Conversely, interpretive models utilize an interpretivist epistemology that
emphasizes the necessity of taking action in ambiguous circumstances as a
means of creating knowledge. Unfortunately, neither of these alternative
views of organizational learning describe how learning outcomes vary as a
consequence of different types of action. Specifically, previous models of
organizational learning have not emphasized the critical role that creative
actions play in the development of organizational knowledge. This paper
delineates assumptions that serve to legitimize creative action taking
within organizational contexts, and describes the learning outcomes that
result from creative and routine actions. This framework extends previous
models of organizational learning that emphasize cognition and communication
processes by distinguishing the varied influences that different actions
have on the production of knowledge.

Organizational knowledge, learning and memory: Three concepts in search of a
J-C Spender
There is much interest in organizational knowledge following the recognition
of its strategic place in inter-firm competition. But we lack an adequate
theory of such knowledge, or of its acquisition, storage and application.
Penrose's (1959) theory of the growth of the firm, Nelson and Winter's
(1982) evolutionary economics, and the Gestalt notions of discontinuous
perceptual change taken from Lewin (1935), still define the cutting edge of
the learning and knowledge-based approaches to the firm. Compared with
these field-shaping works, the recent literature on organizational
knowledge, learning and memory seems inconclusive. We step back and take a
new start from the Jamesian distinction between knowing what and knowing
how, and the Durkheimian distinction between individual and social forms of
knowledge. The resulting pluralistic organizational epistemology implies a
dynamic theory of the firm as a dialectical system of knowledge processes.

Exploring Knowledge Diversity as a basis for Integration in Knowledge
Intensive Firms: A New Role for Information Systems
Ramkrishnan V. Tenkasi and Richard J. Boland, Jr.

The emerging global economy is increasingly characterized by knowledge
intensive firms. These firms require that diverse, specialized knowledge
workers develop unique knowledge competencies, and also collaborate in ways
to create new knowledge that enhances the performance of the organization.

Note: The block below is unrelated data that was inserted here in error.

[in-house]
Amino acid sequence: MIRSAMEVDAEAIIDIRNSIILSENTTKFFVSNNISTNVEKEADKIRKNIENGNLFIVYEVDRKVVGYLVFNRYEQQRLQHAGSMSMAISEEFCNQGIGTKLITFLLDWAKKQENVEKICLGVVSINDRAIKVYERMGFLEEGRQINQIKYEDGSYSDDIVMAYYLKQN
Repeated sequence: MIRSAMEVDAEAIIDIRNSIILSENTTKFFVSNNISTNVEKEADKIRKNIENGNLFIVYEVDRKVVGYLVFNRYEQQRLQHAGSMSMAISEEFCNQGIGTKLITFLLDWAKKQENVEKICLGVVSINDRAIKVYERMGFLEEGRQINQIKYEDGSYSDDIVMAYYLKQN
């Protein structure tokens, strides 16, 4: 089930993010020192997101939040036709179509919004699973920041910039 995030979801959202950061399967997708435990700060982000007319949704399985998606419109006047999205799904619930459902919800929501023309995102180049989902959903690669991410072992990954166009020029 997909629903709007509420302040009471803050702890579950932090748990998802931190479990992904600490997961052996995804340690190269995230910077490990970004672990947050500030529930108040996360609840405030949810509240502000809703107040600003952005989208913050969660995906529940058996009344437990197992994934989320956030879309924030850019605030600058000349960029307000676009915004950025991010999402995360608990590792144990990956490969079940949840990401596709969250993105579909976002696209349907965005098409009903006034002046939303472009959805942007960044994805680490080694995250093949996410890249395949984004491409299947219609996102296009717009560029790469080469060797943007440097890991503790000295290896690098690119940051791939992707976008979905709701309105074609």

Information technologies are increasingly playing an integrative role in
knowledge intensive firms as a way of achieving mutual learning. However,
the Information Systems field has been predominantly driven by the notion of
integration as a rational design process and an end state to be achieved
through a static incorporation of knowledge domains. It has failed to
consider the interpretive dynamics associated with the integration of
differentiated knowledge and expertise. This paper argues a new role for
information technology, one that supports the exploration of differentiated
theories of meaning and knowledge and facilitates the conduct of dialogue
among highly differentiated experts as a basis for integration.

Research Notes
>From Theory to Practice: Research Territory, Processes and Structure at an
Organizational Learning Center
George Roth and Peter Senge

By definition, all organizations that survive as their environment evolves
are learning, at least to some degree. Yet we believe that the learning
capabilities of most organizations are extremely limited, especially when
learning requires that diverse constituencies build shared understanding of
dynamically complex business environments. As such learning capabilities
become increasingly needed, those organizations which possess them will have
unique advantages. Discovering how organizations might develop such
learning capabilities represents a unique opportunity for partnership
between researchers and practitioners. To do this will require consensus
about the research territory, research methods and goals, and how meaningful
field projects can be designed and conducted.

Organizational learning research profile
Mary Crossan and Tracy Guatto

This paper presents the results of a key word search of the Social Science
Citation Index (SSCI), ABI Inform, and PyschLit data bases using the terms
"organizational learning" and "learning organization" to uncover patterns
relating to the:
1. Amount of publishing activity by year;
2 Influential authors;
3 Journals publishing organizational learning research; and
4. Type of research published.

Tojo Joseph Thatchenkery
Program on Social and Organizational Learning
George Mason University, 4084 University Drive, Suite 206
Fairfax, VA 22030
Phone (703) 934 1565 & 993 1142. Fax: (703) 934 1578 Mailstop 5C7


Tojo Joseph <>

Learning-org -- An Internet Dialog on Learning Organizations For info: <> -or- <>